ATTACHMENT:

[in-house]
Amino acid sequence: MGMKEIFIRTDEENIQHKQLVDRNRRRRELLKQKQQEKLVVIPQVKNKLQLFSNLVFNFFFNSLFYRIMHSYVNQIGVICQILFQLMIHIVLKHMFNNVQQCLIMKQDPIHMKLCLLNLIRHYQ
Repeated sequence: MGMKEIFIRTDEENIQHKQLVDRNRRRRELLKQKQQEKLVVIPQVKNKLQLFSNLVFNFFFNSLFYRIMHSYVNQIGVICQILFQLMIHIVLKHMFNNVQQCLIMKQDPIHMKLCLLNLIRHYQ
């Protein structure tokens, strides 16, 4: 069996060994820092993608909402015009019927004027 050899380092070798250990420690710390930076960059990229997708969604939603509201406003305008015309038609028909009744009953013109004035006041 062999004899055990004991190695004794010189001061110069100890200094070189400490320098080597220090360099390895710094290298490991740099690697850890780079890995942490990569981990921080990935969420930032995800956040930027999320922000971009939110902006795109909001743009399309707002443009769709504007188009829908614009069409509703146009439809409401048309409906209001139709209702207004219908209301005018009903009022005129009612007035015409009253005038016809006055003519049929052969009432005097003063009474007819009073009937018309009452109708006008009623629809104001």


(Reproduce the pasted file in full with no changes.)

[in-house]
Amino acid sequence: MGMKEIFIRTDEENIQHKQLVDRNRRRRELLKQKQQEKLVVIPQVKNKLQLFSNLVFNFFFNSLFYRIMHSYVNQIGVICQILFQLMIHIVLKHMFNNVQQCLIMKQDPIHMKLCLLNLIRHYQ
Repeated sequence: MGMKEIFIRTDEENIQHKQLVDRNRRRRELLKQKQQEKLVVIPQVKNKLQLFSNLVFNFFFNSLFYRIMHSYVNQIGVICQILFQLMIHIVLKHMFNNVQQCLIMKQDPIHMKLCLLNLIRHYQ
């Protein structure tokens, strides 16, 4: 069996060994820092993608909402015009019927004027 050899380092070798250990420690710390930076960059990229997708969604939603509201406003305008015309038609028909009744009953013109004035006041 062999004899055990004991190695004794010189001061110069100890200094070189400490320098080597220090360099390895710094290298490991740099690697850890780079890995942490990569981990921080990935969420930032995800956040930027999320922000971009939110902006795109909001743009399309707002443009769709504007188009829908614009069409509703146009439809409401048309409906209001139709209702207004219908209301005018009903009022005129009612007035015409009253005038016809006055003519049929052969009432005097003063009474007819009073009937018309009452109708006008009623629809104001």